Spirit of Air - Inscriptions by Lizzie Farey

Review by Lise Bech

Attending the opening of Lizzie's long awaited solo show at the Gracefield was a very uplifting experience.The well-chosen, elegant title, 'Spirit of Air' naturally reflected Lizzie's journey in the past year where she- thanks to a development grant from the Scottish Arts Council - has created a body of work which is characterised by lightness, transparency and joy.

Even before entering the gallery I knew that what I was about to witness would be world class and leading edge and I was not disappointed!

As members of the SBC will know the circle is the simplest and the most profound shape in all life and the circle is the unifying force in the 18 pieces on show - explored in the of forms of sphere, ring and disc; - only a pair of swooping swallows stir the stillness!

As you step into the gallery a very large (1 meter diameter?) ash ring greets you with weight and gravitas floating as it does in the middle of the room. I was impressed, but my jaw dropped with delight when I came across an interlocked pair of similar garlands deliciously hidden away in an alcove!

The wall sketches celebrate the beauty and variety of willow and appear as distillations of Lizzie's previous work pared down to the essentials, -  a few sticks invisibly pined together echo the willow balls of the past! The caligraphic quality of these pieces (note the exhibition's strapline!) give the work a spiritual dimension - are they Koans for us to ponder or transient moments in a makers process/progress?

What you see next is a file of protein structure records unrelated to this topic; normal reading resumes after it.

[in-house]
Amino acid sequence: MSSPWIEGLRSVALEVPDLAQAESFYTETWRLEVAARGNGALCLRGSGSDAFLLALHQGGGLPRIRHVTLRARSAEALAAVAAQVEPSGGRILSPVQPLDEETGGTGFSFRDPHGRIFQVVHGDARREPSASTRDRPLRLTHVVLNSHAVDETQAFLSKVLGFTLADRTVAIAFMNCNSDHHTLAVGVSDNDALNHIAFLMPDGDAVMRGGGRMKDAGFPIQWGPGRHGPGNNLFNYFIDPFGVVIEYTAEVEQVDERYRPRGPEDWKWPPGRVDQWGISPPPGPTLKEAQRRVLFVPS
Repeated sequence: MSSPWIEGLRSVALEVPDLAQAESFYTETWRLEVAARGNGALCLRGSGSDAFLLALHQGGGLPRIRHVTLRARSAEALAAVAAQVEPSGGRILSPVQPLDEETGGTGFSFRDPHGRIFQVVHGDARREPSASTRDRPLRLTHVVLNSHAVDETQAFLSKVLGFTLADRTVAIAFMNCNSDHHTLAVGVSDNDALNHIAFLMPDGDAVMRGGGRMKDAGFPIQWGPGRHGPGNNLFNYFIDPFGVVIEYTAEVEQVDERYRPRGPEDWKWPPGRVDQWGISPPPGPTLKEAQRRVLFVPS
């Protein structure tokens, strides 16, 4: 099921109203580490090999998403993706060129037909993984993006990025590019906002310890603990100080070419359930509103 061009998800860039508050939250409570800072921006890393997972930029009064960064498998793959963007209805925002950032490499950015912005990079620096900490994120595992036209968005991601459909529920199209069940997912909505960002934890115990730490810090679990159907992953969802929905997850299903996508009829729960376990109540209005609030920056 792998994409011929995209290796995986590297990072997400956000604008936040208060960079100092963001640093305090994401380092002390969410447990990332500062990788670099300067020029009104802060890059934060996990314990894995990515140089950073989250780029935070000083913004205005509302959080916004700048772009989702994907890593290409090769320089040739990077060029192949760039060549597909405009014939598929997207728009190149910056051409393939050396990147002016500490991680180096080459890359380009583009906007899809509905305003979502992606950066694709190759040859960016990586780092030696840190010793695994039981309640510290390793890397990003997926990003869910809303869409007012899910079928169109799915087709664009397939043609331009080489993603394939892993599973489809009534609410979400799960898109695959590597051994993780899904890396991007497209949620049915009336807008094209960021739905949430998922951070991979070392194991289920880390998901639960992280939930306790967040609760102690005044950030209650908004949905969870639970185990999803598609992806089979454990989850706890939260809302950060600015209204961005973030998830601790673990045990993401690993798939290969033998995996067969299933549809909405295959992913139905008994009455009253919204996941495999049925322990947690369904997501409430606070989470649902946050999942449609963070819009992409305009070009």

Two impressive random weave pieces, Pussy Willow Ball and Pussy Willow Disc, provide solidity and promise thatthis signature technique is not likely to be left behind as a spent force as her mastery of itcontinues to deepen.

 As pioneer in the field of basketmaking, some years agoLizzie chose to call herself an "Artist Basketmaker". With this body of work she will be recognised as an Artist, - an artist whose medium is willow, whose skill has been honed in the field of craft, and - I hope - a world class artist! It was, therefore, only right and much to Gracefield's acclaim that the exhibition was opened by Professor Simon Olding, Director of The Crafts Study Centre at the University for the Creative Arts, Farnham.

An illustrated (photos by Shannon Tofts) publication describing Lizzie's work and practiceand including essays by Prof. Olding andEmma Crichton-Miller has been published to co-incide with the exhibition priced at £6